Wiltshire

Classic car unearthed by archaeologists on Salisbury Plain

Archaeologists excavating car Image copyright Wessex Archaeology
Image caption Archaeologists believe the car had been dismantled for repair by a local soldier, and then seemingly abandoned

The remains of a MG roadster have been unearthed by archaeologists excavating a former military site.

The 1932 MG J2 was found within a World War Two artillery position during excavations at Larkhill on Salisbury Plain.

It is believed to be a pool car used by troops training in the 1960s which was dumped in a disused weapons pit.

Damien Campbell-Bell, of Wessex Archaeology, described the find as "a real surprise".

"This particular MG J2 is pretty rare and was one of only 2,083 of this model ever made," he said.

"We can tell from the tyre pattern the car was probably in use until the early 1960s, at which point it seems to have been placed in the artillery position."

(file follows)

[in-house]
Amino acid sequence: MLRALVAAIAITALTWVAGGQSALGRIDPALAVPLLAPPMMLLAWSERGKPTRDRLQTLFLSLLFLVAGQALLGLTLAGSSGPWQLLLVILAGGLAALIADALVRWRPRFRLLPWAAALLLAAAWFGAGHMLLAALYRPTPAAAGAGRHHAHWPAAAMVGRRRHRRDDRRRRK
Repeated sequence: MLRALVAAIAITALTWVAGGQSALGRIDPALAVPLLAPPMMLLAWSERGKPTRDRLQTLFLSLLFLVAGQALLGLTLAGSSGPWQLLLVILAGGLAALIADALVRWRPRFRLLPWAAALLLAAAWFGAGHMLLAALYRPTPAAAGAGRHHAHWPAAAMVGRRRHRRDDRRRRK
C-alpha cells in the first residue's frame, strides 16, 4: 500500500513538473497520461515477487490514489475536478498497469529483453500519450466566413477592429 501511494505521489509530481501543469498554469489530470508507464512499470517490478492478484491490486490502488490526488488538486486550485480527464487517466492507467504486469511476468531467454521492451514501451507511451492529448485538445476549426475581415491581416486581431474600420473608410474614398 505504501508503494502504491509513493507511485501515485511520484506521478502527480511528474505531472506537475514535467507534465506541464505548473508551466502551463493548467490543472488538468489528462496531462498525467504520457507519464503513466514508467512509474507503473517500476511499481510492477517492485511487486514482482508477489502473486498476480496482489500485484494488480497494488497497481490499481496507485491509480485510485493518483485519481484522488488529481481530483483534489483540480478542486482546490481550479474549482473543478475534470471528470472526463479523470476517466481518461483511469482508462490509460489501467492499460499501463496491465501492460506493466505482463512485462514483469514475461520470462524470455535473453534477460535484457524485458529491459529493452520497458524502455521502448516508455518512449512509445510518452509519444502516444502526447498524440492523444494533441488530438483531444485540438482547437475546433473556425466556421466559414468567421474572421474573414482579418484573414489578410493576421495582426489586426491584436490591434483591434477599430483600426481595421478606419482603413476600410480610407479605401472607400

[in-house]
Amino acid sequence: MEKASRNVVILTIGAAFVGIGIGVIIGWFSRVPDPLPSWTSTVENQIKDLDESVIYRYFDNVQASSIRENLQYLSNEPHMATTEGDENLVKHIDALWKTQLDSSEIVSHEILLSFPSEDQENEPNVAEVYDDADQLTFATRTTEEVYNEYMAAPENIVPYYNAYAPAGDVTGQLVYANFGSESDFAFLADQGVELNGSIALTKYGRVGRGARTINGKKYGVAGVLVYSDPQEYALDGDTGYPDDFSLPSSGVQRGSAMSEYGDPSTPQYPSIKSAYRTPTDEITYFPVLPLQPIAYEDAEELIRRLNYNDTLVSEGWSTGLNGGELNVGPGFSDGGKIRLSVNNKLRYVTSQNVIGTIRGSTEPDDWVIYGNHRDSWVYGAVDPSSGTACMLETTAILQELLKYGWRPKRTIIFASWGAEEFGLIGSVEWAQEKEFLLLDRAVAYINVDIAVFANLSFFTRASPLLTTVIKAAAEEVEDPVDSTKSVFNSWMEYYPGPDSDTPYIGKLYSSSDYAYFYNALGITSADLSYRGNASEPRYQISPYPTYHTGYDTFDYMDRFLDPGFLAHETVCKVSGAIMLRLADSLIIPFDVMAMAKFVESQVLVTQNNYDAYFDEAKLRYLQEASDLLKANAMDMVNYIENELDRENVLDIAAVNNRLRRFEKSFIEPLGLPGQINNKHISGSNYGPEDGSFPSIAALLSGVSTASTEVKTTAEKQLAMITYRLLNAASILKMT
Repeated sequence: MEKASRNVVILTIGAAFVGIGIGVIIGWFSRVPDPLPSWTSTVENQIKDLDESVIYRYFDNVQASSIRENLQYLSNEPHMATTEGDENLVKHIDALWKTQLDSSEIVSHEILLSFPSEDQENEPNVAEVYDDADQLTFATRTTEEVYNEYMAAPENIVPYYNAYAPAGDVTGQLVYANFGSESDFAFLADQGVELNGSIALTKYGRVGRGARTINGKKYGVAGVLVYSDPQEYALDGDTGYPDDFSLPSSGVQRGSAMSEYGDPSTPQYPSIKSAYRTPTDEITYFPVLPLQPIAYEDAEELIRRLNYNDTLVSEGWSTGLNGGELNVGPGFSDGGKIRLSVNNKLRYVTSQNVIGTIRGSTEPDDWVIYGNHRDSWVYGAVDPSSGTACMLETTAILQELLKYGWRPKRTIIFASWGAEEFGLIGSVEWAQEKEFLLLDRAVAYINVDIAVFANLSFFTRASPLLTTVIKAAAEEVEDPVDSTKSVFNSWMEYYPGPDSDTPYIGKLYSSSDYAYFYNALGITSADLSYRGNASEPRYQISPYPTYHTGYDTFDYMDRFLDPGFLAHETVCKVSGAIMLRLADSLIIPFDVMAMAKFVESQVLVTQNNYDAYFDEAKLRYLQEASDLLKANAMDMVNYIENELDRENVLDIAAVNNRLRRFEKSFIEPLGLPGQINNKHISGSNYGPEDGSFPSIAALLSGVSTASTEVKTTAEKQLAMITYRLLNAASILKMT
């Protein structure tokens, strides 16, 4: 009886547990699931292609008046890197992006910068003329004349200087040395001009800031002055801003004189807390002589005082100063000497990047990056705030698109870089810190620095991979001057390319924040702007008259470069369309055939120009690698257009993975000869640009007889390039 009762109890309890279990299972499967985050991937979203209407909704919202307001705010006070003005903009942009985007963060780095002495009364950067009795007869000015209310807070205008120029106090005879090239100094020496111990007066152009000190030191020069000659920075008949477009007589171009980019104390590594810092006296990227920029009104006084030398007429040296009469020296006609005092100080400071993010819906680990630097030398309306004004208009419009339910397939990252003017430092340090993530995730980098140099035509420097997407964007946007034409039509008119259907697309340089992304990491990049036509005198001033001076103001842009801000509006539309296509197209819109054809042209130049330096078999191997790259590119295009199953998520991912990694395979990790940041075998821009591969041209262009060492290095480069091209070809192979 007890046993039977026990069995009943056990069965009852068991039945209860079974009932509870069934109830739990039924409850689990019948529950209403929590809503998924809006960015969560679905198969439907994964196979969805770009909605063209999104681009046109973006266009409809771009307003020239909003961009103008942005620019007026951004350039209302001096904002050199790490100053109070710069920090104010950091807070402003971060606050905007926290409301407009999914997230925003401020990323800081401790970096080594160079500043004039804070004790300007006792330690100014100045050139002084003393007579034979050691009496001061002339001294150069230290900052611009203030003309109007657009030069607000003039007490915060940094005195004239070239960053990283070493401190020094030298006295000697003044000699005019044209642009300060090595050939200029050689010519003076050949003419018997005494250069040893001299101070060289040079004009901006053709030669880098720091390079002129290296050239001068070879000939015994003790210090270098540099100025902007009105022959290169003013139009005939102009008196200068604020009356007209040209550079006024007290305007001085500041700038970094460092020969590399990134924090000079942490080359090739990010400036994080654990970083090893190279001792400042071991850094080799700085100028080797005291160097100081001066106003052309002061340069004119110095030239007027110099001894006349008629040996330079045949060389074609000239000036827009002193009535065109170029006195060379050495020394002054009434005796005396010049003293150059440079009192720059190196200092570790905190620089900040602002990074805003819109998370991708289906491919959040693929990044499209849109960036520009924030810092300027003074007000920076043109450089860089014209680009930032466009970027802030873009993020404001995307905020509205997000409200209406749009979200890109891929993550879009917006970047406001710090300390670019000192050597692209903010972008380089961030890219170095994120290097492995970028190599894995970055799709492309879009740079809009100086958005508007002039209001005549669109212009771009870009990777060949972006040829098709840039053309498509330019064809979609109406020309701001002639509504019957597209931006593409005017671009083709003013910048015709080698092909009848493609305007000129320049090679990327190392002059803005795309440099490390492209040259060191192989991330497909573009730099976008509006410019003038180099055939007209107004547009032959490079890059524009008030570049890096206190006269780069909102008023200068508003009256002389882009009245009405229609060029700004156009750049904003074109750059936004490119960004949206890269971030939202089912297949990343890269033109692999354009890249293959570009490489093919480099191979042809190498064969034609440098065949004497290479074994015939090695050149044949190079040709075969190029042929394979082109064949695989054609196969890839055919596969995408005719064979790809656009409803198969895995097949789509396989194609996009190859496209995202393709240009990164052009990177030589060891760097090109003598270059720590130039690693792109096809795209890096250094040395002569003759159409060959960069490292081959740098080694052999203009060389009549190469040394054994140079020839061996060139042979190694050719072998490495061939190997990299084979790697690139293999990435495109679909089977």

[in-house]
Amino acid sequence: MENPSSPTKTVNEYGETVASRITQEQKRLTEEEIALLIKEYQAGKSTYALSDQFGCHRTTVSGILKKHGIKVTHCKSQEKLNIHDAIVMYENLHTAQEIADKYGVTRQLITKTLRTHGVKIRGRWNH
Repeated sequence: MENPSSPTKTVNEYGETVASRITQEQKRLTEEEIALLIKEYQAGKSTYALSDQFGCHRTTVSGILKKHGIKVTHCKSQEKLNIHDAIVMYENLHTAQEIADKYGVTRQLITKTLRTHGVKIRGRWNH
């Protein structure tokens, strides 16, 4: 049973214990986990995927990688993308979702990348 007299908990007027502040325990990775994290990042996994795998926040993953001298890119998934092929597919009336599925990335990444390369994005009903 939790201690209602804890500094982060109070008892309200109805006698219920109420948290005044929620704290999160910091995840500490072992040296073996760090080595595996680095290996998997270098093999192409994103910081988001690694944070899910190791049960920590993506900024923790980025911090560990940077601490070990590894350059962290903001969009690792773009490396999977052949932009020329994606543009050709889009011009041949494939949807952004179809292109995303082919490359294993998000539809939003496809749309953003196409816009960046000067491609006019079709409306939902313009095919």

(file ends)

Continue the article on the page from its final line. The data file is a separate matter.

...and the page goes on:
Mr Campbell-Bell said he thinks the car had been dismantled for repair by a local soldier, but was then seemingly abandoned.

Image copyright Jamie Wilson
Image caption When the car was new in 1932, it had a top speed of 65 mph and would have cost about £199

The Larkhill site is one of a number of areas on Salisbury Plain which will see troops re-accommodated in the UK from Germany under the Army Basing Programme.

Environmental consultancy WYG has been employed by the Defence Infrastructure Organisation to survey the development site as part of the planning process.

WYG archaeologist Martin Brown said: "The MG is a particularly exciting find in that it shows the unrecorded side to life on an army camp.

"As a buried artefact it almost conforms to the urban myths of buried tanks, aircraft and equipment one hears about."

Image copyright Wessex Archaeology
Image caption Archaeologists created a 3D model of the car to understand how it was left on the site

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